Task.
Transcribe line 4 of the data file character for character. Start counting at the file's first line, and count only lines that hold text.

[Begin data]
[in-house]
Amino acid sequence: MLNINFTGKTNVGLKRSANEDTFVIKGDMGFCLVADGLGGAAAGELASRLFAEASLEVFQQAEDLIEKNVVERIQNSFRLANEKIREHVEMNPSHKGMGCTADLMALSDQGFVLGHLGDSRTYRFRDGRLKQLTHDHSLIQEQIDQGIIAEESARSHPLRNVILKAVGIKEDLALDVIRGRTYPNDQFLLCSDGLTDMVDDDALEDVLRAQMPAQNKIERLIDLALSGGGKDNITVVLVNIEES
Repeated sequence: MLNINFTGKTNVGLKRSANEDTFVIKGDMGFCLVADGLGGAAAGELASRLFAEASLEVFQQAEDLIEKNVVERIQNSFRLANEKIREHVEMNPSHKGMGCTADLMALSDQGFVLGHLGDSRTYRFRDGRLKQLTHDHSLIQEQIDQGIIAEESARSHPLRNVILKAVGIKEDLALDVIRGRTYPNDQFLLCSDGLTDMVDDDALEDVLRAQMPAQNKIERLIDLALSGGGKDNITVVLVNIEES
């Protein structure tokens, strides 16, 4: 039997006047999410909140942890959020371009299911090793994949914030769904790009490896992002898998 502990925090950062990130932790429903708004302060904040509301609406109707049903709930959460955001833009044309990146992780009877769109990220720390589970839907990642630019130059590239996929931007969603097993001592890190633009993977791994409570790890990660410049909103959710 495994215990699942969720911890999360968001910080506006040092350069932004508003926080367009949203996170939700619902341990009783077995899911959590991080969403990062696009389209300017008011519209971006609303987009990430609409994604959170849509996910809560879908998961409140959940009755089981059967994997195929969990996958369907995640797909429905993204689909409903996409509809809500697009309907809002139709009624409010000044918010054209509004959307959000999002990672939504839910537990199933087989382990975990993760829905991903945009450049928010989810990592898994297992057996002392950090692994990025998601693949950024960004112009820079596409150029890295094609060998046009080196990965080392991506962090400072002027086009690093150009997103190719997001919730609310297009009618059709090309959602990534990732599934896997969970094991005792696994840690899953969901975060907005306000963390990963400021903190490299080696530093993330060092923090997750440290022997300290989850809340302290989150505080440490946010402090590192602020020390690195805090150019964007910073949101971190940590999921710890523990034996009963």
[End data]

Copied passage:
């Protein structure tokens, strides 16, 4: 039997006047999410909140942890959020371009299911090793994949914030769904790009490896992002898998 502990925090950062990130932790429903708004302060904040509301609406109707049903709930959460955001833009044309990146992780009877769109990220720390589970839907990642630019130059590239996929931007969603097993001592890190633009993977791994409570790890990660410049909103959710 495994215990699942969720911890999360968001910080506006040092350069932004508003926080367009949203996170939700619902341990009783077995899911959590991080969403990062696009389209300017008011519209971006609303987009990430609409994604959170849509996910809560879908998961409140959940009755089981059967994997195929969990996958369907995640797909429905993204689909409903996409509809809500697009309907809002139709009624409010000044918010054209509004959307959000999002990672939504839910537990199933087989382990975990993760829905991903945009450049928010989810990592898994297992057996002392950090692994990025998601693949950024960004112009820079596409150029890295094609060998046009080196990965080392991506962090400072002027086009690093150009997103190719997001919730609310297009009618059709090309959602990534990732599934896997969970094991005792696994840690899953969901975060907005306000963390990963400021903190490299080696530093993330060092923090997750440290022997300290989850809340302290989150505080440490946010402090590192602020020390690195805090150019964007910073949101971190940590999921710890523990034996009963």